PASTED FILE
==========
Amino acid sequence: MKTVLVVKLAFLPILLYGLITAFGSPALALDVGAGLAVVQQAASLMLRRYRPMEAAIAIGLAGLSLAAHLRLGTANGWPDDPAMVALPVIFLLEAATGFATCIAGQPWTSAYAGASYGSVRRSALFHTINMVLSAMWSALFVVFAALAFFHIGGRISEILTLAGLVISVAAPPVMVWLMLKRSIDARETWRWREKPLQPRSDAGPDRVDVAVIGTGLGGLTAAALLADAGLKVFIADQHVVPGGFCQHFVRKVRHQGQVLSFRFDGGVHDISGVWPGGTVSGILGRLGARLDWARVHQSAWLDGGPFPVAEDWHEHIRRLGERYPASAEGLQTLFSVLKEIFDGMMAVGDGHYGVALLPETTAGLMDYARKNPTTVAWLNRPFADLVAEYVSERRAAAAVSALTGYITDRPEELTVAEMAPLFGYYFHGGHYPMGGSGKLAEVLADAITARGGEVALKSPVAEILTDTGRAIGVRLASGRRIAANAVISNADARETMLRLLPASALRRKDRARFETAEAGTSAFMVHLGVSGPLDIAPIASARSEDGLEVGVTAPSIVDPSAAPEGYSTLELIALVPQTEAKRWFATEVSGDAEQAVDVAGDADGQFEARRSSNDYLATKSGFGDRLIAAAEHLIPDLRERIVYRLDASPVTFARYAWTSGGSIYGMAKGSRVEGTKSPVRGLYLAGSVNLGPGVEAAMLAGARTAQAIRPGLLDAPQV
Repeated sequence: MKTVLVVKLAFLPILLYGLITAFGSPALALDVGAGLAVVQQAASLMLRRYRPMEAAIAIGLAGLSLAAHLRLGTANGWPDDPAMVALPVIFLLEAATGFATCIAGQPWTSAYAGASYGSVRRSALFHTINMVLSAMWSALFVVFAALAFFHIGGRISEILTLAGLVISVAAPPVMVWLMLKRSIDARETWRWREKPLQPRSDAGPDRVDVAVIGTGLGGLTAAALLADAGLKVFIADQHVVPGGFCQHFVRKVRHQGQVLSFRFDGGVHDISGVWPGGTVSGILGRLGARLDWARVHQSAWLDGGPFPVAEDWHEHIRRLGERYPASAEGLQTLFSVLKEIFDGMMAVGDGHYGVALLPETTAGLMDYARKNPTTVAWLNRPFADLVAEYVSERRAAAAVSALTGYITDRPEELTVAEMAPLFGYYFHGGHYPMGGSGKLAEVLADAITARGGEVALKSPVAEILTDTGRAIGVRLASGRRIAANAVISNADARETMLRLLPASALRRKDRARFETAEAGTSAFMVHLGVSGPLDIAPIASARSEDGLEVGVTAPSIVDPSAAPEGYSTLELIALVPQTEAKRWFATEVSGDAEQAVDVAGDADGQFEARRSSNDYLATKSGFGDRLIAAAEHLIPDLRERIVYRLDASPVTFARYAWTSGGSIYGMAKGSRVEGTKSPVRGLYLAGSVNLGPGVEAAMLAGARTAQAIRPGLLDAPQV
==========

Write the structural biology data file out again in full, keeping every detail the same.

Amino acid sequence: MKTVLVVKLAFLPILLYGLITAFGSPALALDVGAGLAVVQQAASLMLRRYRPMEAAIAIGLAGLSLAAHLRLGTANGWPDDPAMVALPVIFLLEAATGFATCIAGQPWTSAYAGASYGSVRRSALFHTINMVLSAMWSALFVVFAALAFFHIGGRISEILTLAGLVISVAAPPVMVWLMLKRSIDARETWRWREKPLQPRSDAGPDRVDVAVIGTGLGGLTAAALLADAGLKVFIADQHVVPGGFCQHFVRKVRHQGQVLSFRFDGGVHDISGVWPGGTVSGILGRLGARLDWARVHQSAWLDGGPFPVAEDWHEHIRRLGERYPASAEGLQTLFSVLKEIFDGMMAVGDGHYGVALLPETTAGLMDYARKNPTTVAWLNRPFADLVAEYVSERRAAAAVSALTGYITDRPEELTVAEMAPLFGYYFHGGHYPMGGSGKLAEVLADAITARGGEVALKSPVAEILTDTGRAIGVRLASGRRIAANAVISNADARETMLRLLPASALRRKDRARFETAEAGTSAFMVHLGVSGPLDIAPIASARSEDGLEVGVTAPSIVDPSAAPEGYSTLELIALVPQTEAKRWFATEVSGDAEQAVDVAGDADGQFEARRSSNDYLATKSGFGDRLIAAAEHLIPDLRERIVYRLDASPVTFARYAWTSGGSIYGMAKGSRVEGTKSPVRGLYLAGSVNLGPGVEAAMLAGARTAQAIRPGLLDAPQV
Repeated sequence: MKTVLVVKLAFLPILLYGLITAFGSPALALDVGAGLAVVQQAASLMLRRYRPMEAAIAIGLAGLSLAAHLRLGTANGWPDDPAMVALPVIFLLEAATGFATCIAGQPWTSAYAGASYGSVRRSALFHTINMVLSAMWSALFVVFAALAFFHIGGRISEILTLAGLVISVAAPPVMVWLMLKRSIDARETWRWREKPLQPRSDAGPDRVDVAVIGTGLGGLTAAALLADAGLKVFIADQHVVPGGFCQHFVRKVRHQGQVLSFRFDGGVHDISGVWPGGTVSGILGRLGARLDWARVHQSAWLDGGPFPVAEDWHEHIRRLGERYPASAEGLQTLFSVLKEIFDGMMAVGDGHYGVALLPETTAGLMDYARKNPTTVAWLNRPFADLVAEYVSERRAAAAVSALTGYITDRPEELTVAEMAPLFGYYFHGGHYPMGGSGKLAEVLADAITARGGEVALKSPVAEILTDTGRAIGVRLASGRRIAANAVISNADARETMLRLLPASALRRKDRARFETAEAGTSAFMVHLGVSGPLDIAPIASARSEDGLEVGVTAPSIVDPSAAPEGYSTLELIALVPQTEAKRWFATEVSGDAEQAVDVAGDADGQFEARRSSNDYLATKSGFGDRLIAAAEHLIPDLRERIVYRLDASPVTFARYAWTSGGSIYGMAKGSRVEGTKSPVRGLYLAGSVNLGPGVEAAMLAGARTAQAIRPGLLDAPQV